If you’re thinking about breaking out of your mortgage early to get a better rate or to access equity, make sure you know how much you’ll be paying in IRD (interest rate differential).
An IRD is a prepayment penalty charged by the bank to cover the future income it loses when you break out of your mortgage early. The way banks calculate IRD is complicated. Basically, they take the difference between the rate you locked in at and the lower rate they’re currently charging, then multiply that by your balance and the number of years remaining. To make the IRD even more expensive, banks use their posted rate at the time you took out the mortgage, rather than the discounted rate you actually received. This can add as much as 1%—or more—to the IRD calculation. And on top of that, if you break out of your mortgage to go to a new lender, you usually also have to pay about $1,000 in legal fees.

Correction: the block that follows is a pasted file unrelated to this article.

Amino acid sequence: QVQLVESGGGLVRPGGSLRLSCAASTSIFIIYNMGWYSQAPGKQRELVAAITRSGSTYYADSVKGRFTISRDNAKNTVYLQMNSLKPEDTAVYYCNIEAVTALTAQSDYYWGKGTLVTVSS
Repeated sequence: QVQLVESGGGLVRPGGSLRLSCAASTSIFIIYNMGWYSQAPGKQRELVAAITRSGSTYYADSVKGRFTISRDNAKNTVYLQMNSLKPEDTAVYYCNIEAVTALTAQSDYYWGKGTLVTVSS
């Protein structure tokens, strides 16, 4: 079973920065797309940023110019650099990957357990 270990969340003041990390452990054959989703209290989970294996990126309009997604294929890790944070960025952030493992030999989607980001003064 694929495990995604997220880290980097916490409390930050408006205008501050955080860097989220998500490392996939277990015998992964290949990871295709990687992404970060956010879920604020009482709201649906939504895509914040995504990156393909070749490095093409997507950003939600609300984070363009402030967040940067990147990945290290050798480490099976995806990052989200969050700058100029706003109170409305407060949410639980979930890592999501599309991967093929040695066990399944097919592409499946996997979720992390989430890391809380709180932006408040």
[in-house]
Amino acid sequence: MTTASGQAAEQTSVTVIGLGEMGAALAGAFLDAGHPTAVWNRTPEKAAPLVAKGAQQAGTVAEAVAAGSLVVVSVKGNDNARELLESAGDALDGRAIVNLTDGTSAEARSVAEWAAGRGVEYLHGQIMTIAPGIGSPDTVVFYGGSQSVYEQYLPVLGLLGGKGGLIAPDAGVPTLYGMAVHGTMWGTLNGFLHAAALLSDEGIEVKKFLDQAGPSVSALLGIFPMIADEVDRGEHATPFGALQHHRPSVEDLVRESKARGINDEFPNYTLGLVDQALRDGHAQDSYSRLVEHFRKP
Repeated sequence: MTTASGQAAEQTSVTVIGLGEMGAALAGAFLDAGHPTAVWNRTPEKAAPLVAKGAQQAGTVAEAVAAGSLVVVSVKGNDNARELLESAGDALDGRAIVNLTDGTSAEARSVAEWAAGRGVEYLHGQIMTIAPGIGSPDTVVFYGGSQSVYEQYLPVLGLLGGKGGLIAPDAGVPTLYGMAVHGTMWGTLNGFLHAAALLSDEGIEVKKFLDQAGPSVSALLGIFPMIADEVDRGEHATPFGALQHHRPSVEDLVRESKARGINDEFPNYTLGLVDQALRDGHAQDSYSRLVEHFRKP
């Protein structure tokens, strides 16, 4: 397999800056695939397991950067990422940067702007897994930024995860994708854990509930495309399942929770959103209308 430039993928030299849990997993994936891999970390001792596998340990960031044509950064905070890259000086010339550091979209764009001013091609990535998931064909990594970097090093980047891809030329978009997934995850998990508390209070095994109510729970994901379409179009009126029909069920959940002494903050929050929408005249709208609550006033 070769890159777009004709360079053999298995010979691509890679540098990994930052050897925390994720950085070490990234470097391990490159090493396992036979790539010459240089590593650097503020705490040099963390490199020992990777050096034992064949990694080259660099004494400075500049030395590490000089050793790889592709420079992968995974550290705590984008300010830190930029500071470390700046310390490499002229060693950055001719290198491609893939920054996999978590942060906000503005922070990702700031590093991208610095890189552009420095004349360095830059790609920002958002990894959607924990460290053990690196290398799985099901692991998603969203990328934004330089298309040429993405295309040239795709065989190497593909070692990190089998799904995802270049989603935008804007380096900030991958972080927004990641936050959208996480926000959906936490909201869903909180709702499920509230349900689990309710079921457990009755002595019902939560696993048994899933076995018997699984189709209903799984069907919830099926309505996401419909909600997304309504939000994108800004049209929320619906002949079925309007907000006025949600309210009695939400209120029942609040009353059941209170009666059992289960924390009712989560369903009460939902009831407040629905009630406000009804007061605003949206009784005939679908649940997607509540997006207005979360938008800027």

With all these complications and potential expenses, it’s tough to decide whether it makes sense to break out of your mortgage early. If you’d like some help evaluating your IRD costs, talk to us today. We’d be happy to do a free analysis of your specific situation and help you make the most cost-effective decision.